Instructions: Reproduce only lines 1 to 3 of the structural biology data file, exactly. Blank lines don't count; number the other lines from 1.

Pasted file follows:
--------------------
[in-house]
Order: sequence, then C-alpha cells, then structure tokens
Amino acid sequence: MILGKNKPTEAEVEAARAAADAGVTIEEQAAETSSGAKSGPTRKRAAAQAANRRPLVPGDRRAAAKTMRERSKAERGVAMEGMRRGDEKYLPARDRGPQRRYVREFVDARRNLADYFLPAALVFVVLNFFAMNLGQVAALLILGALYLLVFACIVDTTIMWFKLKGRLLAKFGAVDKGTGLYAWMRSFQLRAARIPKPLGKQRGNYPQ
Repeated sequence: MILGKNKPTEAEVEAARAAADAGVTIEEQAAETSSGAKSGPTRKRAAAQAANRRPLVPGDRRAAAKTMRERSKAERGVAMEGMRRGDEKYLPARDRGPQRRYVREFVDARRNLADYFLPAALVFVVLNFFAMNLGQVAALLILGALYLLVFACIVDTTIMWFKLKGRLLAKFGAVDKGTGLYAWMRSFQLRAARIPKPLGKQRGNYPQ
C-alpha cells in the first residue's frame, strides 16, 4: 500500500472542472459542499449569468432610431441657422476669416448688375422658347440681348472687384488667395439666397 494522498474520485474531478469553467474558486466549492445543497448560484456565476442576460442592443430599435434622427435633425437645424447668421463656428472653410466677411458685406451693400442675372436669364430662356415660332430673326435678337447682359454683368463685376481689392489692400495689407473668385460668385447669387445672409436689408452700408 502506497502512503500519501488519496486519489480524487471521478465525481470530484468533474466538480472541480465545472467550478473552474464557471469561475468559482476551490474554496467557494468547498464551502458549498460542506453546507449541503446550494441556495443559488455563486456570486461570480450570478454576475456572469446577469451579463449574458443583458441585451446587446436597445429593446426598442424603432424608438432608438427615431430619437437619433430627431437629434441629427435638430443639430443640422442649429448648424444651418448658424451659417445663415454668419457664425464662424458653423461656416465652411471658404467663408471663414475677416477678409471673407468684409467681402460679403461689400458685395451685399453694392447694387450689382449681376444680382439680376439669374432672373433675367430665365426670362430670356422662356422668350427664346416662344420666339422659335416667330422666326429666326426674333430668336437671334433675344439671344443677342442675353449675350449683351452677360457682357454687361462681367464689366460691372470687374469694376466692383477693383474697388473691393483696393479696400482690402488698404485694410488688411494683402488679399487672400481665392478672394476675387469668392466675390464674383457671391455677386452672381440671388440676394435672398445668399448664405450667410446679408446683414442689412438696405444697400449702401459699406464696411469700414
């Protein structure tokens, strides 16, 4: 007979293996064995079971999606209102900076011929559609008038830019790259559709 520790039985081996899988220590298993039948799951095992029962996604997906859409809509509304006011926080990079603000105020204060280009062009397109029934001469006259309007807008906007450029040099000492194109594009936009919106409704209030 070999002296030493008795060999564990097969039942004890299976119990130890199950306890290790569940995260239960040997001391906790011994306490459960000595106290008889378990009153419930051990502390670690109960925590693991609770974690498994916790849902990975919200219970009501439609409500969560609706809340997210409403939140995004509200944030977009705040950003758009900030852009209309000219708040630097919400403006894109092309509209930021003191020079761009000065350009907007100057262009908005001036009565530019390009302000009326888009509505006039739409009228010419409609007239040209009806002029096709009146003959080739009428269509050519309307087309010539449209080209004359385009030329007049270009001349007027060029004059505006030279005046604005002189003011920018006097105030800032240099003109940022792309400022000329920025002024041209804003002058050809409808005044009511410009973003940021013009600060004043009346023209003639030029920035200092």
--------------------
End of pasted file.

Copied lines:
[in-house]
Order: sequence, then C-alpha cells, then structure tokens
Amino acid sequence: MILGKNKPTEAEVEAARAAADAGVTIEEQAAETSSGAKSGPTRKRAAAQAANRRPLVPGDRRAAAKTMRERSKAERGVAMEGMRRGDEKYLPARDRGPQRRYVREFVDARRNLADYFLPAALVFVVLNFFAMNLGQVAALLILGALYLLVFACIVDTTIMWFKLKGRLLAKFGAVDKGTGLYAWMRSFQLRAARIPKPLGKQRGNYPQ